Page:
Doctors at Washington University School of Medicine in St. Louis are seeking African-Americans with asthma to participate in a new study evaluating treatment for this common breathing disorder.
The study is the first to focus exclusively on African-American adults and children with asthma, who have disproportionately high rates of the condition and may not respond to standard treatments as well as other groups.
“We want to learn how best to step up treatment for African-Americans whose asthma is not well-controlled with typical first-line medications,” said principal investigator Leonard B. Bacharier, MD, professor of pediatrics. “Each participant will receive four different asthma treatments over the course of the study in an effort to understand which may be best in terms of outcomes and side effects.”
According to the Centers for Disease Control and Prevention, African-Americans have more asthma-related doctor visits, hospitalizations and deaths compared with Caucasians. It’s not clear how much of this difference can be attributed to social, economic or genetic factors. The study’s investigators will collect DNA samples from participants in an effort to identify genetic factors that may be at work in this disparity.
The study, called Best African-American Response to Asthma Drugs (BARD), includes adults and children age 5 or older at the time of enrollment. Washington University School of Medicine and St. Louis Children’s Hospital are among 30 medical centers nationwide participating in the study.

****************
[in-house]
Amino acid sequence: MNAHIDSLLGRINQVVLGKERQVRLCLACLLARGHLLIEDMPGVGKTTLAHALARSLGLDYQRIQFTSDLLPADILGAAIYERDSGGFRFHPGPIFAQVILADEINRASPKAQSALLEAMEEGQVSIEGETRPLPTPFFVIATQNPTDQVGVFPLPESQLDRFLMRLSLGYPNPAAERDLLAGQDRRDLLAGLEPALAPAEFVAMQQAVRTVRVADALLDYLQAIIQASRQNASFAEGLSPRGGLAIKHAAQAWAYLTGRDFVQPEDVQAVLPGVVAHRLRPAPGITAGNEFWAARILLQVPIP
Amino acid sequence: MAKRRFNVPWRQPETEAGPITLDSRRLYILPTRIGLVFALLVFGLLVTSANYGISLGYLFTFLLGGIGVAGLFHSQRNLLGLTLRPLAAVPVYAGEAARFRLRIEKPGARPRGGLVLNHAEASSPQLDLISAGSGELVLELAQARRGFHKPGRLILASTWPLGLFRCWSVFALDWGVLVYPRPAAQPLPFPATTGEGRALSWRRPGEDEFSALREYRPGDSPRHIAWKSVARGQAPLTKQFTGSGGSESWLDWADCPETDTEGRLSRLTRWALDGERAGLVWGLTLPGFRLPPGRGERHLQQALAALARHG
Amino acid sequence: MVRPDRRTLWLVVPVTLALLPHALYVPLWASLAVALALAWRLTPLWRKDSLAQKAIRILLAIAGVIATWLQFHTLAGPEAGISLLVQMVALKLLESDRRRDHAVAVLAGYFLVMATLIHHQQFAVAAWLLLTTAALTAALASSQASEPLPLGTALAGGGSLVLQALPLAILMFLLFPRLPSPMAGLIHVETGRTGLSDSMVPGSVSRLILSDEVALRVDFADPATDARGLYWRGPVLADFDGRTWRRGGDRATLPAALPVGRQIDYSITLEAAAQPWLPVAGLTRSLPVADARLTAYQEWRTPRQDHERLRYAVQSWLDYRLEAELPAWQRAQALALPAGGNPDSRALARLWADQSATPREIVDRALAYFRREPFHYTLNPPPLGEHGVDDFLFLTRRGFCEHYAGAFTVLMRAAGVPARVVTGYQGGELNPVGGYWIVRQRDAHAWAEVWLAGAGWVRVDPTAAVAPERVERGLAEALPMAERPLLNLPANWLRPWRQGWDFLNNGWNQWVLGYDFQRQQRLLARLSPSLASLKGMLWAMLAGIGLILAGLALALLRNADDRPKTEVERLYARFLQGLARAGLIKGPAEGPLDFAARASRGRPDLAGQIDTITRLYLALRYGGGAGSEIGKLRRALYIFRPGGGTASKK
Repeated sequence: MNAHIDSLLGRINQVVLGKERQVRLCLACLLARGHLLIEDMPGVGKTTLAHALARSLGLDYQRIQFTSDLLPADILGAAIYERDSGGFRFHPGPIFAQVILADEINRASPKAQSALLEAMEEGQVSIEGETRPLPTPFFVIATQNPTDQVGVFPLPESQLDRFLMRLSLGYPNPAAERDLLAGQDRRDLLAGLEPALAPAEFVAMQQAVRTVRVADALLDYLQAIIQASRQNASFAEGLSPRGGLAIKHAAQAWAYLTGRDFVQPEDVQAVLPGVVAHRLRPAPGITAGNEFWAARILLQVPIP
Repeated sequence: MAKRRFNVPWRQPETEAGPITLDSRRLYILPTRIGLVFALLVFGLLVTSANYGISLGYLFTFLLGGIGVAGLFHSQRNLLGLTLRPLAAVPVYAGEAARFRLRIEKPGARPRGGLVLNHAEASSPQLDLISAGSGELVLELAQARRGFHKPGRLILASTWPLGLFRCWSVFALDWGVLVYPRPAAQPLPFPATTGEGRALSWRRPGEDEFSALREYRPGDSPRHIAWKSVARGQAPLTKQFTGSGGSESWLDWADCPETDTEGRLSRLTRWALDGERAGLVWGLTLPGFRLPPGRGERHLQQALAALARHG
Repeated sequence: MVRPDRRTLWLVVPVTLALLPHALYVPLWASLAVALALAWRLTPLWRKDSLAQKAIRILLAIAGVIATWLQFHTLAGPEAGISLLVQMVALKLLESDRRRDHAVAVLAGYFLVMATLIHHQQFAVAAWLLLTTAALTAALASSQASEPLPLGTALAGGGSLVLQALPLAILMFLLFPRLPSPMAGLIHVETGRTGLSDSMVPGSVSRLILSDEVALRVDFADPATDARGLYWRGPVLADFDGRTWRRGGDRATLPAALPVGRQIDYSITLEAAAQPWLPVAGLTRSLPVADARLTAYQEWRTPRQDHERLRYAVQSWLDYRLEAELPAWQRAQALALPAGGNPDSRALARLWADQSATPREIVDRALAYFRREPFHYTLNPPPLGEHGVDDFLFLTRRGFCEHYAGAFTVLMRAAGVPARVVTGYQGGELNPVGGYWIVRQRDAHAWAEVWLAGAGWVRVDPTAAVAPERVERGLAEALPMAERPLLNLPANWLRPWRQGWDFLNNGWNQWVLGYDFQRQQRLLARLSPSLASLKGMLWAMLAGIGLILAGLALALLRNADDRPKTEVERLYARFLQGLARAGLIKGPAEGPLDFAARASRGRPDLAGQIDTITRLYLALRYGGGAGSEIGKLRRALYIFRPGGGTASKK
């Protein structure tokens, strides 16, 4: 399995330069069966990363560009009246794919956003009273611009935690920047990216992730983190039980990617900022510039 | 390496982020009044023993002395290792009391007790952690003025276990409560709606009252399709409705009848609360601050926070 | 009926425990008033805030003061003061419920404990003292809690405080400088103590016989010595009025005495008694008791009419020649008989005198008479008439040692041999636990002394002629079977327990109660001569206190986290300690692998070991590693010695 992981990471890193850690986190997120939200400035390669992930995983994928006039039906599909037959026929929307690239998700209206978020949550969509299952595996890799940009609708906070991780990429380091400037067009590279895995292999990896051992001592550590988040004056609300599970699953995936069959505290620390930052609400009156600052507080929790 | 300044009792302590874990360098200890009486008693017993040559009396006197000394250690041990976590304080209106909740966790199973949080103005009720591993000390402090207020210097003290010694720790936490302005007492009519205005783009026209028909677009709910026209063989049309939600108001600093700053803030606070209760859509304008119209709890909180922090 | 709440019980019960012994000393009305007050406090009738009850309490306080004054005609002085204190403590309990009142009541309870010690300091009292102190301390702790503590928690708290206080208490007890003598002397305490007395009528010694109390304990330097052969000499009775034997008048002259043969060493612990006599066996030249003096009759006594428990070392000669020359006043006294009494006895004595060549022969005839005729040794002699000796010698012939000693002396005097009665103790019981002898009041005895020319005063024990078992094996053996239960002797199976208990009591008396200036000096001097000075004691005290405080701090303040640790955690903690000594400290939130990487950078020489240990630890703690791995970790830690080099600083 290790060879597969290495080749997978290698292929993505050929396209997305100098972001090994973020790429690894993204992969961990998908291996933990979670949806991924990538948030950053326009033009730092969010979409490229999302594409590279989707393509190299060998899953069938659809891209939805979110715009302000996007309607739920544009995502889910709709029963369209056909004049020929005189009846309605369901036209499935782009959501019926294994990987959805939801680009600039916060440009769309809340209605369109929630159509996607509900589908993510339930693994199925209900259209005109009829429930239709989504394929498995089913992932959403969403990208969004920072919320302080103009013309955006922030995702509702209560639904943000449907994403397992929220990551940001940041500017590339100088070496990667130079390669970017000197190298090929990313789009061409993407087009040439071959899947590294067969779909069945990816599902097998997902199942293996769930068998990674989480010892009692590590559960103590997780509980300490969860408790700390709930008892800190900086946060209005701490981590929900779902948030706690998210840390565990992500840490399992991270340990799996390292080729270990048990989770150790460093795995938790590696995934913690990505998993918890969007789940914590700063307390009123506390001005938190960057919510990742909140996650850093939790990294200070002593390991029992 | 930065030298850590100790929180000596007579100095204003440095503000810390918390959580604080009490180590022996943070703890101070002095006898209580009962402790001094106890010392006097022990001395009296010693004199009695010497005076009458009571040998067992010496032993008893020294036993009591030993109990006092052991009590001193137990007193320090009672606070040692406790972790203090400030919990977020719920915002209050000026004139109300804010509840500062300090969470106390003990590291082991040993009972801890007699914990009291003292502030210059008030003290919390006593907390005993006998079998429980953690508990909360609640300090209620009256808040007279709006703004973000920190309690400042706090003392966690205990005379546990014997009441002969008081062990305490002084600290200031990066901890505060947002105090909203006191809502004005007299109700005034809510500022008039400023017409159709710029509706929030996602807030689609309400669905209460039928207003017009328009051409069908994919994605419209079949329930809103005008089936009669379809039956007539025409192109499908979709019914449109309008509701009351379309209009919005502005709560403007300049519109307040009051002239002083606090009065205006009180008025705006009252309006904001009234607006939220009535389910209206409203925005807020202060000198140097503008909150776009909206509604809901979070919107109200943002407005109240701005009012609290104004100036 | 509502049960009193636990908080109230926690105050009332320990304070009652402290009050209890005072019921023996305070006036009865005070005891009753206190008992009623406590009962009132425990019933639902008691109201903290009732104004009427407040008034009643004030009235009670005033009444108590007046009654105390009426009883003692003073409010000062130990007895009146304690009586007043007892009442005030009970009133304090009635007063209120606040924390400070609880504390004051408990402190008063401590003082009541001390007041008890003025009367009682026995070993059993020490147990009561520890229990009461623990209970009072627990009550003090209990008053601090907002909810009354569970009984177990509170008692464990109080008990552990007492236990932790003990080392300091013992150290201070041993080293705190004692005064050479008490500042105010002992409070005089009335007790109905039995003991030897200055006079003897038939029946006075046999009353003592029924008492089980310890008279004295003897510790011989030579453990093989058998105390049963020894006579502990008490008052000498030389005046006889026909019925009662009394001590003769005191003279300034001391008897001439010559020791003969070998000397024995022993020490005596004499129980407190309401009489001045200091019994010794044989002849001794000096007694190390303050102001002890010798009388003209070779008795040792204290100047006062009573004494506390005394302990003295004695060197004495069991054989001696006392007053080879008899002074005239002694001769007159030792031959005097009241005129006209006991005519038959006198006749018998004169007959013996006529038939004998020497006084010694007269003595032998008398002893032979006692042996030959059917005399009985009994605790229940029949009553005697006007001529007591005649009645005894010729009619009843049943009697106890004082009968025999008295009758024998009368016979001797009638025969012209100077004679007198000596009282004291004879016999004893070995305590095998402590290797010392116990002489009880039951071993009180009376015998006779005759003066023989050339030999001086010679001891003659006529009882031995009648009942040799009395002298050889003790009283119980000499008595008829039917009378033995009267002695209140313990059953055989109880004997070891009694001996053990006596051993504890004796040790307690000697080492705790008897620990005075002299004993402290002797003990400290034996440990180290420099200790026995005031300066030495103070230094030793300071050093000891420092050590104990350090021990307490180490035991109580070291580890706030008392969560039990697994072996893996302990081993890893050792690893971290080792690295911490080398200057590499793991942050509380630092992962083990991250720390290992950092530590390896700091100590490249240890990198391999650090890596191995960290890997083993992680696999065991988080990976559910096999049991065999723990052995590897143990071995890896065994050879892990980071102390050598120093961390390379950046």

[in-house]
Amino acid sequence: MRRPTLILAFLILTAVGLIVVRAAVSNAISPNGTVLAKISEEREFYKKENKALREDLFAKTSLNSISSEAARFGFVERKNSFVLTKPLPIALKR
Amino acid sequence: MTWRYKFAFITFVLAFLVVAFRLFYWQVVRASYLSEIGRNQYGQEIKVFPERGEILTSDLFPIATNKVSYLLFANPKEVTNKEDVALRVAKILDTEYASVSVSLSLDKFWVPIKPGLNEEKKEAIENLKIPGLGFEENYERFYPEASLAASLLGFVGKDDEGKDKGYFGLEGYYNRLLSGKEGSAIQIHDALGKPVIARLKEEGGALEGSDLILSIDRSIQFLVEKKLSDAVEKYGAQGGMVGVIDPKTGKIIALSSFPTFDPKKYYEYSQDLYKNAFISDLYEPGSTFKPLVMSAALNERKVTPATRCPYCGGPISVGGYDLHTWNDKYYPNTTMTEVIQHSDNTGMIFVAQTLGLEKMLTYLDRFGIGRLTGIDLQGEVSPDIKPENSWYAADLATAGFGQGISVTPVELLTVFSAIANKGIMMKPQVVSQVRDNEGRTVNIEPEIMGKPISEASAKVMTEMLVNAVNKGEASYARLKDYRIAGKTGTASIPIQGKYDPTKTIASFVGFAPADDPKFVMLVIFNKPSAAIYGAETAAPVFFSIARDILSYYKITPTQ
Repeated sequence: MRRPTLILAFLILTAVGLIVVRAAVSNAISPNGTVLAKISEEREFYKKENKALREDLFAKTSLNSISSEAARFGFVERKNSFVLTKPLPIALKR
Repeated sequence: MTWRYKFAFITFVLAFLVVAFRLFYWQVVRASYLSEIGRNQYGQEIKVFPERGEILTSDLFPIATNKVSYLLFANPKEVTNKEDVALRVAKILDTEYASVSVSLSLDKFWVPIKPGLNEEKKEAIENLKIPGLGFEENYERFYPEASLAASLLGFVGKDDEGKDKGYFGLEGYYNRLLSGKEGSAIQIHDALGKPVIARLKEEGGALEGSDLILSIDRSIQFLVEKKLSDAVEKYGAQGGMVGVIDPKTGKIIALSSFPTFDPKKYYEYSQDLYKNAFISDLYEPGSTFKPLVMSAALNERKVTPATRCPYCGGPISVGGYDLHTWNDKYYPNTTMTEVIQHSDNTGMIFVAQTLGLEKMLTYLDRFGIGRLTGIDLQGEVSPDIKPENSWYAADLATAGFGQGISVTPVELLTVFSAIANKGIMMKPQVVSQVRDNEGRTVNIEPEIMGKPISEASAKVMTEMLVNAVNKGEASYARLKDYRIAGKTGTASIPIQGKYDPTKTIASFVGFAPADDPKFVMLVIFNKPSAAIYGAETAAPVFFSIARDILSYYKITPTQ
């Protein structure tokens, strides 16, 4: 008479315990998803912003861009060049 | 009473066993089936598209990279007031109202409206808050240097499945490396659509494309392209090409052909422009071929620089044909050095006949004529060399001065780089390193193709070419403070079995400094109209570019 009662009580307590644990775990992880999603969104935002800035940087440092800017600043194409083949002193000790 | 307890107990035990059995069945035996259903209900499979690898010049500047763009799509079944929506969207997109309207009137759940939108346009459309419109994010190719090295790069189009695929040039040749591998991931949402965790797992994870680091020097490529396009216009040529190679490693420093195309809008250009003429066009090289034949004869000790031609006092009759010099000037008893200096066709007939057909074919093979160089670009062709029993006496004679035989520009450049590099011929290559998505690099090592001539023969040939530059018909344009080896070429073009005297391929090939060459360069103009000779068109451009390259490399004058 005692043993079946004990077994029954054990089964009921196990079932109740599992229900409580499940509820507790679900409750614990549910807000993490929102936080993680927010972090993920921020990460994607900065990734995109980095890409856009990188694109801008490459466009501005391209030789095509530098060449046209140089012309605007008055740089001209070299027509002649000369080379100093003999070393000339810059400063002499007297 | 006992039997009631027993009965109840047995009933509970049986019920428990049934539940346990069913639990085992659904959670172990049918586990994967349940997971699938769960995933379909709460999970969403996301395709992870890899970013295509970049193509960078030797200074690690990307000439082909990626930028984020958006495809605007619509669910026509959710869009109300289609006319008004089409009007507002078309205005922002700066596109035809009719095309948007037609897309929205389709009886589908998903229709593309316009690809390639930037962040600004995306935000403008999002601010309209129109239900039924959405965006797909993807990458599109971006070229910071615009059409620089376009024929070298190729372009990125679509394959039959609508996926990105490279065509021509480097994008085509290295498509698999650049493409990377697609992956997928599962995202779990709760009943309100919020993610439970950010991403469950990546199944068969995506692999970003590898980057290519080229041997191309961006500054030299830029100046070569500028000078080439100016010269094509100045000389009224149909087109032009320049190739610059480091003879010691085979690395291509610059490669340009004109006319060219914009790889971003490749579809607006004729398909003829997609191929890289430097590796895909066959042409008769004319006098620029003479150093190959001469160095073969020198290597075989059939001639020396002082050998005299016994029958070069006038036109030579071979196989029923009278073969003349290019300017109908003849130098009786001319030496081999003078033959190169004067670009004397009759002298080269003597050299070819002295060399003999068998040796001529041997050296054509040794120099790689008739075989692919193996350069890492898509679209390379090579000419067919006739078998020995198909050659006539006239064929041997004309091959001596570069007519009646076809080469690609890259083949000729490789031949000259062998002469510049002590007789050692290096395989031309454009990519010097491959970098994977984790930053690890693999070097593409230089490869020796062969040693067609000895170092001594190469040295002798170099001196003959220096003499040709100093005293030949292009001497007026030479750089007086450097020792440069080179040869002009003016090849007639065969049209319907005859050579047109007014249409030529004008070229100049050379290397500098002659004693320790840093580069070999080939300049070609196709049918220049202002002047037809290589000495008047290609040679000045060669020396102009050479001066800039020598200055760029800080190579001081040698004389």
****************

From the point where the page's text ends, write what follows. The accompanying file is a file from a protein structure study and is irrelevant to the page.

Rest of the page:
To be eligible, patients must be on a daily medication for asthma control, usually a low-dose inhaled steroid. Bacharier said patients who self-identify as African-American and have at least one African-American grandparent are eligible for the study.
The study will involve 15 to 18 clinic visits over about 15 months. Patients will be asked to take breathing tests and give blood and urine samples. The study doctors will ask patients to answer questions about their asthma and overall health as well as keep an electronic diary to record how they are feeling between clinic visits.
Bacharier, an asthma specialist at St. Louis Children’s Hospital, said all medications will be provided to participants at no cost. The study drugs include an inhaled corticosteroid, which reduces inflammation, and a long-acting beta agonist, which opens up the airway.
The drugs, fluticasone (Flovent) and fluticasone/salmeterol (Advair), are FDA-approved and available by prescription. The study will test two different doses of each of these medications for a total of four treatment regimens. All patients will receive all four treatments over the course of the study, but the order of the treatments will be randomly assigned to each patient. Participants will receive compensation for their time and effort.
For more information about the study, please contact the BARD study coordinator at 314-286-1173 or 1-866-841-2273.
The BARD study is a part of the AsthmaNet clinical trials network, supported by the National Heart Lung and Blood Institute (NHLBI) of the National Institutes Health (NIH). (5-U10-HL098098-04)